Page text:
When they were first released, Turok and Turok 2: Seeds of Evil really stood out to me as offering a unique experience different from other FPS titles of the time. I can still remember spending countless hours playing Turok at my local Funcoland store! So having the opportunity to work on the remasters of these classic titles was something that I was really eager to do.
Even before I joined Nightdive, I was working on a hobby project that aimed to recreate the original Turok through reverse engineering. It wasn’t anything that I thought that I would ever use, I just wanted to know how the game worked, how the original developers were able to overcome the limitations of the time and how level data was treated. It was a fun learning experience that allowed me to understand the format of the game assets and the compression techniques that they used for animations.
The project also helped me to better understand trigonometry! That hobby project would lead directly into the remaster of Turok. A few months before the PC version was scheduled to be released the original source code was found. I was quite pleased that not much had to be changed. Most of the code that I had written was very close to the original source. The only part that would be rewritten was the AI system.
Before joining Nightdive, I had worked as a level designer at Timegate Studios for seven years. There were some parts of Turok’s level design that just cried out for modernization. I wanted to cut back on the use of hallways, mazes and “cheap shot” traps that were in the original version. Many of these “questionable” level design decisions had been made to overcome the hardware limitations of the time. I have made some modifications in an attempt to improve gameplay. Some areas were redone completely from scratch in favor of better presentation. One example is the second key hub at the beginning of the first level. In tweaking or redoing these areas I have tried to be consistent with the spirit of the original game.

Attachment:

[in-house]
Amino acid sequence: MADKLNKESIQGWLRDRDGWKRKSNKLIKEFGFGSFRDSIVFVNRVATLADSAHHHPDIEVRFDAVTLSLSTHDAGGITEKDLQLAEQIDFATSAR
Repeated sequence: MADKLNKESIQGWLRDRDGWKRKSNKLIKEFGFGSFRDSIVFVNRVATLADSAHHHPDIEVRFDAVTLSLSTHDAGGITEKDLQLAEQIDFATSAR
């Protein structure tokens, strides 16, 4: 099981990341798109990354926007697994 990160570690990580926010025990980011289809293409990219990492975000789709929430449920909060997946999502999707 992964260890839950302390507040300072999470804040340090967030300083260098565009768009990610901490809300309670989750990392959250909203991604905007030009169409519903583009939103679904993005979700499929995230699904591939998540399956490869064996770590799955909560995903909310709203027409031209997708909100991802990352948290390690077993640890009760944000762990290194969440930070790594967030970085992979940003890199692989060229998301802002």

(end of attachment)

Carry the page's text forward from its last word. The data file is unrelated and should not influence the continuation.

When I started working on Turok 2: Seeds of Evil, I was amazed at how complex the game was under the hood. In particular, I was impressed with the AI, which was brilliant especially for the time. Clearly, this was a very ambitious project. Unfortunately, not all the features could be used. For example, there is unused code for flying enemies, even code for riding a pterodactyl, and code for an advanced star field system. Some parts of the flying AI code are used for the drones in the final boss battle.
Both Turok titles were remastered using our custom KEX engine. There were a few things that I ended up regretting. For one, I got too ambitious with the renderer and ended up wishing that I had kept things simpler. I wanted to figure out how to implement screen-space reflections. It seemed like a really cool idea, and then I found out that it really only looked good on the water scenes. We may end up using this tech on future games.
Developing for the Xbox One was uncharted territory for me. I was pleasantly surprised that the porting of Turok went off without a hitch. For Turok 2, we needed some minor tweaks and optimizations, mostly in the batching level geometry.
All in all, it has been a great experience for our entire team. We have all learned a lot and I am grateful to have been part of bringing the Turok franchise to a new generation of gamers. Stay tuned, we’ll be bringing more classic titles to the Xbox One!